Exciting News! The first DEEPEND Cruise has begun! Scientists boarded the R/V Point Sur, a research vessel, on May 3rd and will be exploring the northern Gulf of Mexico until May 8th. This is the first of many cruises the scientists will take over the next three years.
The scientists and educators of DEEPEND want to describe the ocean ecosystem of the northern Gulf of Mexico. The Gulf of Mexico is located south of the United States of America between Texas and Florida. You can follow the cruises on the DEEPEND website!
An ecosystem consists of the community of living plants, animals, and microbes as well as the nonliving parts of their environment, such as water, rocks, and soil. A big part of describing the ecosystem is finding out what animals live here. the scientists will use a MOCNESS net system. MOCNESS stands for Multiple Opening/Closing Net Environmental Sensing System. Whew, that's a lot of big words! All that to say, MOCNESS drops five nets into the water at the same time but the nets stop at different depths. This allows the scientists to collect aquatic animals at different depths from the surface all the way down to 1500 meters. How deep is 1500 meters? Well that's almost four Empire State Buildings in New York stacked on top of each other!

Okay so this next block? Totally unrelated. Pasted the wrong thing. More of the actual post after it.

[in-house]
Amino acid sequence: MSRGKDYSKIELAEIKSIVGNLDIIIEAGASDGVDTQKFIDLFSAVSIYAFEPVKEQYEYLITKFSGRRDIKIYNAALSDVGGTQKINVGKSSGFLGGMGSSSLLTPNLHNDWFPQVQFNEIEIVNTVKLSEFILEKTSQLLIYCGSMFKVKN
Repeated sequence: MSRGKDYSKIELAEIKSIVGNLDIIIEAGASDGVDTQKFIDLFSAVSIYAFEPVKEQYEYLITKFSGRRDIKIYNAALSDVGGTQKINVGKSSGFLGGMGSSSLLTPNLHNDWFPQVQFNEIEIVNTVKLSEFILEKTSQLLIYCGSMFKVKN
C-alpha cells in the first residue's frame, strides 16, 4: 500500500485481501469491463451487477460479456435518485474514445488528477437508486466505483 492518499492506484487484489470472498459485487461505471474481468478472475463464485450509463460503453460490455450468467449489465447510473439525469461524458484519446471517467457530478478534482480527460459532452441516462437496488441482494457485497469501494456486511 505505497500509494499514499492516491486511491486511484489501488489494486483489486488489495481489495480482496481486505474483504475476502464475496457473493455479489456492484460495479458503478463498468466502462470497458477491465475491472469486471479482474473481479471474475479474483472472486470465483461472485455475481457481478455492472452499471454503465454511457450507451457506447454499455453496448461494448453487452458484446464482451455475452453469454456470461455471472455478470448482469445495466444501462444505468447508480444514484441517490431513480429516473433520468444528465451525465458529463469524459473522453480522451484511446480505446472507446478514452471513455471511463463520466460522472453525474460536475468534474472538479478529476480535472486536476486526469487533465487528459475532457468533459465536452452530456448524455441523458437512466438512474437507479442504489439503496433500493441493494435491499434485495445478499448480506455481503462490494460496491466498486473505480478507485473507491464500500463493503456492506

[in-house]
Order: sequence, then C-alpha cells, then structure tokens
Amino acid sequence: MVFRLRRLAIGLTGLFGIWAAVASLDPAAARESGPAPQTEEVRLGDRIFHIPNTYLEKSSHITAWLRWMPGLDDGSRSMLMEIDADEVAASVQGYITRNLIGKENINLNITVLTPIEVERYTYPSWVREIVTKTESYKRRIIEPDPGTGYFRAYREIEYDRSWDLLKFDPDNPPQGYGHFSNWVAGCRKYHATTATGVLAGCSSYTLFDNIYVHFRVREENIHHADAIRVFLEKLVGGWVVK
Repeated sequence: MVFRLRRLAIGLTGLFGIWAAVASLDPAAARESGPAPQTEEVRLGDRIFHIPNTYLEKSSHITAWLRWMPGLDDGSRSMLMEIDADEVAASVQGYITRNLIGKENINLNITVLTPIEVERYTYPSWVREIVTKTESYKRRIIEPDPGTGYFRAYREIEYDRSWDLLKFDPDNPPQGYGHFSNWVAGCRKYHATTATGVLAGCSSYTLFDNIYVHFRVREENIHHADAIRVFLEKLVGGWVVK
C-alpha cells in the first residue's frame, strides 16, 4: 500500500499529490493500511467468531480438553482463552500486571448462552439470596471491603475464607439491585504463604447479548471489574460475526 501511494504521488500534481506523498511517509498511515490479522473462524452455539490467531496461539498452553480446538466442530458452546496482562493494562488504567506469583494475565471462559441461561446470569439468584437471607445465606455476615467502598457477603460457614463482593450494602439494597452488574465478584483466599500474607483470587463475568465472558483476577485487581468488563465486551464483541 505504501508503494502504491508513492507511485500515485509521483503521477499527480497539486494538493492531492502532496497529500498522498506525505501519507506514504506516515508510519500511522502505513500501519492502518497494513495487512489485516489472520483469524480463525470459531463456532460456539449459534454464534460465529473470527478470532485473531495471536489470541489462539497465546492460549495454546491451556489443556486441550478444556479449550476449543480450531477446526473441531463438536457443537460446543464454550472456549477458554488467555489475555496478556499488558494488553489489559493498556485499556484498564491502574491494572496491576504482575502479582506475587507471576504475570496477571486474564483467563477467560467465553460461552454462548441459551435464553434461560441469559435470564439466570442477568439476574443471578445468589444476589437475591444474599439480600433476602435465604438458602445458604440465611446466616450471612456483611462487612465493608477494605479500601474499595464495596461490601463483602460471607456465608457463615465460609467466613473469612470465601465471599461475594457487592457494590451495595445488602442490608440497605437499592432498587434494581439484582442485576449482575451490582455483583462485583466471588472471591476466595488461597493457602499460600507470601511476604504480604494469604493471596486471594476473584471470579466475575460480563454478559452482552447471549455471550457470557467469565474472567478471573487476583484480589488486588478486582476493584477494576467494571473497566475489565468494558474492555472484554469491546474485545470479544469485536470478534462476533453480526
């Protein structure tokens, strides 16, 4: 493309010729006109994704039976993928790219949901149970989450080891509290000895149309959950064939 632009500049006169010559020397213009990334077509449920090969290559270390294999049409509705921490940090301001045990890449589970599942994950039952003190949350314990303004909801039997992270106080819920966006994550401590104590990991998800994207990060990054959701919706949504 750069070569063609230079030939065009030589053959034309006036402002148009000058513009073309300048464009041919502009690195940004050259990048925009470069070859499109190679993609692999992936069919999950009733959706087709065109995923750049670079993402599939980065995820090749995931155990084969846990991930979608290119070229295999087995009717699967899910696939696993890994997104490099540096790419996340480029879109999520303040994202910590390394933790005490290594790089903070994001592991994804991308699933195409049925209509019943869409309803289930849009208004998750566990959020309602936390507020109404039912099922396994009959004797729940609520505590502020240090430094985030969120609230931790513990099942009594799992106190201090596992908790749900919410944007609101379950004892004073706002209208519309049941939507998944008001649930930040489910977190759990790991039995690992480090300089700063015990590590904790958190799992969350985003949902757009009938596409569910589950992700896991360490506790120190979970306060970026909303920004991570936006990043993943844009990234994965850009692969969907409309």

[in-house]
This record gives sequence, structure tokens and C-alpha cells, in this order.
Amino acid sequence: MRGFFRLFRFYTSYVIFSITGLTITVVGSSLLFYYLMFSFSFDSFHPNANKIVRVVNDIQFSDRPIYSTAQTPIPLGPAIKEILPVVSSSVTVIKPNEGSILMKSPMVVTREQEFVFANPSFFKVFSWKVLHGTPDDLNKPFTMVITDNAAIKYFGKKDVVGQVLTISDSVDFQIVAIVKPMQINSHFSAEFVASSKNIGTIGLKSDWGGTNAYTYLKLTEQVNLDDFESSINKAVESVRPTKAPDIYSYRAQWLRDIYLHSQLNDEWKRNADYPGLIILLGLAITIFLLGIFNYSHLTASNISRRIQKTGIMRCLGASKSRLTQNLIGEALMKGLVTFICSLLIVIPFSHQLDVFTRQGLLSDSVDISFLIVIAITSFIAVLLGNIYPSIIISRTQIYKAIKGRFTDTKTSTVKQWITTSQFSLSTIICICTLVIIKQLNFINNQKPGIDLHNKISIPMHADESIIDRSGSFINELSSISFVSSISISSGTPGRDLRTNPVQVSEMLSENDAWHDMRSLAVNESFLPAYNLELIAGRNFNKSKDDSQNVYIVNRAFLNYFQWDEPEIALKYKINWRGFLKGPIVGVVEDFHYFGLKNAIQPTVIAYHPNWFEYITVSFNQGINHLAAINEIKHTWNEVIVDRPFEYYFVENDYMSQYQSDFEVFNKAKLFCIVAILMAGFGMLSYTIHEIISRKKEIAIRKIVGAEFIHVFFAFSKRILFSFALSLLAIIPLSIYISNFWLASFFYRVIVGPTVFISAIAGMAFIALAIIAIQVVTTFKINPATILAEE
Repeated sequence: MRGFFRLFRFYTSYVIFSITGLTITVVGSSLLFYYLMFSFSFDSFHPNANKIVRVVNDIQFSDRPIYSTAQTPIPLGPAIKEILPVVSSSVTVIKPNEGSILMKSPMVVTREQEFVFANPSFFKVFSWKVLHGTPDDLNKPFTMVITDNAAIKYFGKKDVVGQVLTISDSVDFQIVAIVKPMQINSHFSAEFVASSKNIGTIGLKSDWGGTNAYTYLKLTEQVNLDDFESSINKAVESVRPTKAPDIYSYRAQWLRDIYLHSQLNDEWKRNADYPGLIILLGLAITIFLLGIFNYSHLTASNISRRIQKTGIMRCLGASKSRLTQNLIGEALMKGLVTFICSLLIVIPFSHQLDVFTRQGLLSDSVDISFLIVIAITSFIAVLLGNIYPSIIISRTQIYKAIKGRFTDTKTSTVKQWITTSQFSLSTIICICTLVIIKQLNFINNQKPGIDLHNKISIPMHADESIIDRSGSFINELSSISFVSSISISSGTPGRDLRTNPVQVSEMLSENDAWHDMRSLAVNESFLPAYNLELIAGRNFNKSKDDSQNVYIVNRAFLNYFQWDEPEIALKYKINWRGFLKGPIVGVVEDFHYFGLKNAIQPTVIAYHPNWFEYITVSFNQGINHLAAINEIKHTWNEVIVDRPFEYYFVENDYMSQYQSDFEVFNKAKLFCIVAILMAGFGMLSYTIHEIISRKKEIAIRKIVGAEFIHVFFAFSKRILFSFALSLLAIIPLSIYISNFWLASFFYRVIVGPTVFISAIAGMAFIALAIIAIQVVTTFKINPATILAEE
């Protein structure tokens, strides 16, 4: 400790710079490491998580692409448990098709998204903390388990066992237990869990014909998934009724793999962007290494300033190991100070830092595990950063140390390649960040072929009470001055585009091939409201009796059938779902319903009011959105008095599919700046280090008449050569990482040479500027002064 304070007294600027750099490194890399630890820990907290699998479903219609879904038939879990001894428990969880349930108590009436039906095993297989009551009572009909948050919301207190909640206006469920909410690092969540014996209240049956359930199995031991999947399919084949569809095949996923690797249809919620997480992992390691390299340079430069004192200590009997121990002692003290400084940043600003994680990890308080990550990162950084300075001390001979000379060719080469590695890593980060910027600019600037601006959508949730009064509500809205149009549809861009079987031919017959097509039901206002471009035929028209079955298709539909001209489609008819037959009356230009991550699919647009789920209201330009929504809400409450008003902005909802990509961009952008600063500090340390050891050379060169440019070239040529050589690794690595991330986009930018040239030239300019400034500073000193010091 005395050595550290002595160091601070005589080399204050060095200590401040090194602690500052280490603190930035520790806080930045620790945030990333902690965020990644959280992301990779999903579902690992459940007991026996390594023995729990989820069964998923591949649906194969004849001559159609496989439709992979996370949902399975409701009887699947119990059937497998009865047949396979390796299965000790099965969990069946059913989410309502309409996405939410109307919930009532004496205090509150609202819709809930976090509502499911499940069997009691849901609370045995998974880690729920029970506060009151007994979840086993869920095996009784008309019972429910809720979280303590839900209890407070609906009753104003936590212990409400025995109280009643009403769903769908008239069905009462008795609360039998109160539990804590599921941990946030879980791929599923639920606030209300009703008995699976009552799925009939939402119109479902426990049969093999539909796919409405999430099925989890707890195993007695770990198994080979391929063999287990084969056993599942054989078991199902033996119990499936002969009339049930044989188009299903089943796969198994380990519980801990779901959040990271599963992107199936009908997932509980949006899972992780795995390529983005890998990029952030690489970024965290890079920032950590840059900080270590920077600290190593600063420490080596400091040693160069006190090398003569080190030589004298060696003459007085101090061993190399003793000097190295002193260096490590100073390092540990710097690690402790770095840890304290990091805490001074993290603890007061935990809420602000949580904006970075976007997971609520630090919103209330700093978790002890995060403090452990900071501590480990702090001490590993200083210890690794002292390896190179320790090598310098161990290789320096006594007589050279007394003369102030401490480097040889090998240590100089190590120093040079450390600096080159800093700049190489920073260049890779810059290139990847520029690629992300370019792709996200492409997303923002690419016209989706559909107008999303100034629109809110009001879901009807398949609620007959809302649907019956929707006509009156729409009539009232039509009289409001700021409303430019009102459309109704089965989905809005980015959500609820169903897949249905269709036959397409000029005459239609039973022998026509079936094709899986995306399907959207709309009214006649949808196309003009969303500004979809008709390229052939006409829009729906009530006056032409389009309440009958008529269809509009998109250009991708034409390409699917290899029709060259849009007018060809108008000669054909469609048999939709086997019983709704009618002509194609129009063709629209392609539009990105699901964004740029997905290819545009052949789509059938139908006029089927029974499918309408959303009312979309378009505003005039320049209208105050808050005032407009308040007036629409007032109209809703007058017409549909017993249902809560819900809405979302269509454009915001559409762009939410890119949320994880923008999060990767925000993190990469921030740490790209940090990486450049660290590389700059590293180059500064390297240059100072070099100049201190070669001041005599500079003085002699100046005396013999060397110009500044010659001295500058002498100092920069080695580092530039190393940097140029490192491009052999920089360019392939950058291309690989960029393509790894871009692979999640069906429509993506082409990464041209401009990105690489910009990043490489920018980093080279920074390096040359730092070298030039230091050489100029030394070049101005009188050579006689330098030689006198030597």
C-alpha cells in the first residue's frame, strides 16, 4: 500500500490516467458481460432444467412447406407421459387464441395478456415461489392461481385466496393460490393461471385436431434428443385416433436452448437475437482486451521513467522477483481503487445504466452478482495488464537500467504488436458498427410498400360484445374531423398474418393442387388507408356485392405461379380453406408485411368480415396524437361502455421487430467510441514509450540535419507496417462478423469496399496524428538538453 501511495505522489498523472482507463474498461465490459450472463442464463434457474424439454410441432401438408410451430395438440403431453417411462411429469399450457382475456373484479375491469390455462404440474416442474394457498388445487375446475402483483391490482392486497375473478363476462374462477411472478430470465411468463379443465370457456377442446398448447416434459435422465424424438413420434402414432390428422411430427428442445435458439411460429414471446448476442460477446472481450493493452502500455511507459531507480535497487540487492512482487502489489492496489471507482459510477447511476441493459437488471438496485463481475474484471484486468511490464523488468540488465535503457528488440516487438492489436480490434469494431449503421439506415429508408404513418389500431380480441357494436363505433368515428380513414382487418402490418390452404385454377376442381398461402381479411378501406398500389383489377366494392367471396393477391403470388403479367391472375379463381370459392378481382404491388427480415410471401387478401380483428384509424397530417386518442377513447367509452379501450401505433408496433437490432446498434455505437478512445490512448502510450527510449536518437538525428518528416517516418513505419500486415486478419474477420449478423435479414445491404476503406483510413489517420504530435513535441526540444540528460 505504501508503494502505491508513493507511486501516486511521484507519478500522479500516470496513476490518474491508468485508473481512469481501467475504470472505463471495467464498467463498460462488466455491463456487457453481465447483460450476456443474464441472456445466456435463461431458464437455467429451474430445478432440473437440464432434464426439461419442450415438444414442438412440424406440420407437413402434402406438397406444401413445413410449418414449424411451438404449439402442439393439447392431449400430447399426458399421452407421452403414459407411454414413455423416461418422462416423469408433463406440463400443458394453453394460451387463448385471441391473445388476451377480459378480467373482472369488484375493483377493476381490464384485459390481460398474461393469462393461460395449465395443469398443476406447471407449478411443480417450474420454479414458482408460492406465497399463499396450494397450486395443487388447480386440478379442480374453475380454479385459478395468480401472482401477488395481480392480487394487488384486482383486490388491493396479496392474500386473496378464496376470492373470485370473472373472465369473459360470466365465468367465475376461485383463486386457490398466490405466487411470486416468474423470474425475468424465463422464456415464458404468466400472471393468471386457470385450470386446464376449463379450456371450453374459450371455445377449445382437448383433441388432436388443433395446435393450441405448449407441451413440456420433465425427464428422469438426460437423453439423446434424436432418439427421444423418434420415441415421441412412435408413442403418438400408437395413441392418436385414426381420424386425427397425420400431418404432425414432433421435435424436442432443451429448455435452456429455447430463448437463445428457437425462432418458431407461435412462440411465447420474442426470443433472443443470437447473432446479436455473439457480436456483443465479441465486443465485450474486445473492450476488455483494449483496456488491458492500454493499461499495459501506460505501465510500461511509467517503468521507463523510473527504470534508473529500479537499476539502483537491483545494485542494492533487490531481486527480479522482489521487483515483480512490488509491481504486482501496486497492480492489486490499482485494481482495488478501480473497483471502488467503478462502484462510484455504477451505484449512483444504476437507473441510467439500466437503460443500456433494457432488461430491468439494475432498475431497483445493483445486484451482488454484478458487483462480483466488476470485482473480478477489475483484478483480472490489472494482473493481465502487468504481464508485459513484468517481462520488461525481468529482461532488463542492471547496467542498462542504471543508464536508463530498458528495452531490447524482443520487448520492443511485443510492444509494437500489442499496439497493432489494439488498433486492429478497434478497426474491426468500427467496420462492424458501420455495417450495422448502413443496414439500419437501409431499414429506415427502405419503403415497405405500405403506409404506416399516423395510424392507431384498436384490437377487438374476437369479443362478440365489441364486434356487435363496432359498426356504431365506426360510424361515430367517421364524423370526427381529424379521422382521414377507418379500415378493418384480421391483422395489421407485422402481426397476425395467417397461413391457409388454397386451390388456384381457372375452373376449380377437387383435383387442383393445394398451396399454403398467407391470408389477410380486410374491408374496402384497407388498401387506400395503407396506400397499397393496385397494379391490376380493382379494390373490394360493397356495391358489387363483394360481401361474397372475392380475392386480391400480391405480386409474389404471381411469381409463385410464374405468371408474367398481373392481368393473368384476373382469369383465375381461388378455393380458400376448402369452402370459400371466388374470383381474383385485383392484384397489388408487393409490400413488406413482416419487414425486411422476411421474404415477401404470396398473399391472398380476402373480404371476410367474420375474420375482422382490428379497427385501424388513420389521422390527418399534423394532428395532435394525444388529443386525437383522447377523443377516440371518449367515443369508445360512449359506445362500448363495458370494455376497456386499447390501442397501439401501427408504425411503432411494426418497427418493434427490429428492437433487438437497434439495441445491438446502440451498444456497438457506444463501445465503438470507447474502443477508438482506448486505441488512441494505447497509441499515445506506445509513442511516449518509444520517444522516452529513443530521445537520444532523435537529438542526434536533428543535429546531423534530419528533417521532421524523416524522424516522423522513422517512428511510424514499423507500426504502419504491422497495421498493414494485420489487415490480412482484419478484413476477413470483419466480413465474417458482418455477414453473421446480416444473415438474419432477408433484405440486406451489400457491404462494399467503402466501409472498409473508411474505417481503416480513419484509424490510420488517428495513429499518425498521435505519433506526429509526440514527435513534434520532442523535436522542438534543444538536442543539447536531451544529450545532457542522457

The scientists will collect the animals from the nets. Some of these animals will be frozen and taken back to the lab to be examined. For other animals, scientists will just take tissue samples to help identify the species of each animal. Scientists expect to find crustaceans (shrimps and crayfishes), fishes, and cephalopods (squids). Although the scientist are early into their journey, they have already caught a really cool fish, the Johnson's Abyssal Seadevil, Melanocetus johnsonii! The strange words in italics are the scientific name for this animal. Try sounding it out" Mel-an-o-ce-tus john-son-I-I. The last two I's are pronounce "ee-eye." This fish is an anglerfish, similar to the one in the movie Finding Nemo. Anglerfishes are known for hunting using the glowing lure on its forehead to attract prey. Stay tuned, more pictures of neat animals to come!
If you have any questions for the scientists just ask them below! The scientists will try their best to answer all of your questions as soon as they can. You can ask them about the ocean, the animals, what it's like to be at sea, what the crew does all day, or anything else that interests you. The scientists look forward to hearing from you!